Genetic Programming FAQ

Last change $Date: 2002/01/05 15:45:59 $ 1. What is Genetic Programming [GP]?

To answer this question properly, we should probably first consider the question "what's a GENETIC ALGORITHM?"

The Genetic Algorithm is a model of machine learning which derives its behaviour from a metaphor of the processes of evolution in nature. This is done by the creation within a machine of a population of individals represented by chromosomes, in essence a set of character strings that are analogous to the base-4 chromosomes that we see in our own DNA. The individals in the population then go through a process of evolution.

We should note that evolution (in nature or anywhere else) is not a purposive or directed process. That is, there is no evidence to support the assertion that the goal of evolution is to produce Mankind. Indeed, the processes of nature seem to boil down to different individuals competing for resources in the environment. Some are better than others. Those that are better are more likely to survive and propagate their genetic material.

In nature, we see that the encoding for our genetic information (genome) is done in a way that admits sexual reproduction. Asexual reproduction (such as by budding) typically results in offspring that are genetically identical to the parent. Sexual reproduction allows the creation of genetically radically different offspring that are still of the same general flavour (species).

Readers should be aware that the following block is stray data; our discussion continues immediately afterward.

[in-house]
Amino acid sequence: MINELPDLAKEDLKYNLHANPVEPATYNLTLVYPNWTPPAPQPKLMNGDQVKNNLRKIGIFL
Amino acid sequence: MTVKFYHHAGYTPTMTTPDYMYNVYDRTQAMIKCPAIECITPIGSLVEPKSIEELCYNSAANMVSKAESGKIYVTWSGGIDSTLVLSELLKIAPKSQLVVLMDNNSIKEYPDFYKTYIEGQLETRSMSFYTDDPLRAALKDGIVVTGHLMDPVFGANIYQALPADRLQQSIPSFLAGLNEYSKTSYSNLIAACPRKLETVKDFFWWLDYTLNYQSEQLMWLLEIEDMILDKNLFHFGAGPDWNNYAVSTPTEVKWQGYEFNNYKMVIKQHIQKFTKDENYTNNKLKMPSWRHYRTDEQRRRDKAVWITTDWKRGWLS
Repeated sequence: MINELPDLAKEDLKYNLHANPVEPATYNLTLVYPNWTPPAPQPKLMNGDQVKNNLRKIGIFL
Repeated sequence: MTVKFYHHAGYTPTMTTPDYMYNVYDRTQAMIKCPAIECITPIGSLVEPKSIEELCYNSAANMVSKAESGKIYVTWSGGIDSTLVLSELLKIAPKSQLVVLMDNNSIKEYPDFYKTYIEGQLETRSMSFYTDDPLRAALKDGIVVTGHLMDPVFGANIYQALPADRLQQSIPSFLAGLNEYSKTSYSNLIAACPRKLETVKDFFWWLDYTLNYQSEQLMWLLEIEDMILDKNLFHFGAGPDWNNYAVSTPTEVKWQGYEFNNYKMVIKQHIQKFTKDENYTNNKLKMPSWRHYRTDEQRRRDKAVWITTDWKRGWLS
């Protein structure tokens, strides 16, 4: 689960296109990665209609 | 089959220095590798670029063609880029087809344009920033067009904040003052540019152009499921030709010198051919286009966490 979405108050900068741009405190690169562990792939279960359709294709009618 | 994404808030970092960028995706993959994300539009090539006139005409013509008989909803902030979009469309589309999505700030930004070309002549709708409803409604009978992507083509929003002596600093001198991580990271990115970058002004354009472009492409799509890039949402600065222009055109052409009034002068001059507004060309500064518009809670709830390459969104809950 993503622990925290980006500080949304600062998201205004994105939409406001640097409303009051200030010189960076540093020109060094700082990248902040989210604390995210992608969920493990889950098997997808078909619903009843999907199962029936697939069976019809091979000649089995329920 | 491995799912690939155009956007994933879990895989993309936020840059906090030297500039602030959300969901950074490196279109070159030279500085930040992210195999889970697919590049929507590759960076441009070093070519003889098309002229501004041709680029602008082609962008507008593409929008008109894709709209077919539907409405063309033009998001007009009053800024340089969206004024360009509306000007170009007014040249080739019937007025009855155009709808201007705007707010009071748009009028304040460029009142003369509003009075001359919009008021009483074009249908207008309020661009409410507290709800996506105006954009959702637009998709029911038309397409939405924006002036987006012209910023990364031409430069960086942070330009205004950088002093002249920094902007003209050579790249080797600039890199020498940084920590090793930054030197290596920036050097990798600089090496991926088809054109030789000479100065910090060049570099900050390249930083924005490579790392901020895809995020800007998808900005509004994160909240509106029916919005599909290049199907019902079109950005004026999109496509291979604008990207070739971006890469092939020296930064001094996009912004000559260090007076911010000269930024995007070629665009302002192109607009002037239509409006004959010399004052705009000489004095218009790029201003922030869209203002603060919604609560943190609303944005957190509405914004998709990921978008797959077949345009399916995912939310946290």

At the molecular level what occurs (wild oversimplification alert) is that a pair of chromosomes bump into one another, exchange chunks of genetic information and drift apart. This is the "RECOMBINATION" operation, which GA/GPers generally refer to as "CROSSOVER" because of the way that genetic material crosses over from one chromosome to another.

The crossover operation happens in an environment where the selection of who gets to mate is a function of the "FITNESS" of the individual, i.e. how good the individual is at competing in its environment.

Some genetic algorithms use a simple function of the fitness measure to select individuals (probabilistically) to undergo genetic operations such as crossover or REPRODUCTION (the propagation of genetic material unaltered). This is fitness-proportionate selection. Other implementations use a model in which certain randomly selected individuals in a subgroup compete and the fittest is selected. This is called tournament selection and is the form of selection we see in nature when stags rut to vie for the privilege of mating with a herd of hinds. The two processes that most contribute to evolution are crossover and fitness based selection/reproduction.

As it turns out, there are mathematical proofs that indicate that the process of fitness proportionate reproduction is, in fact, near optimal in some senses.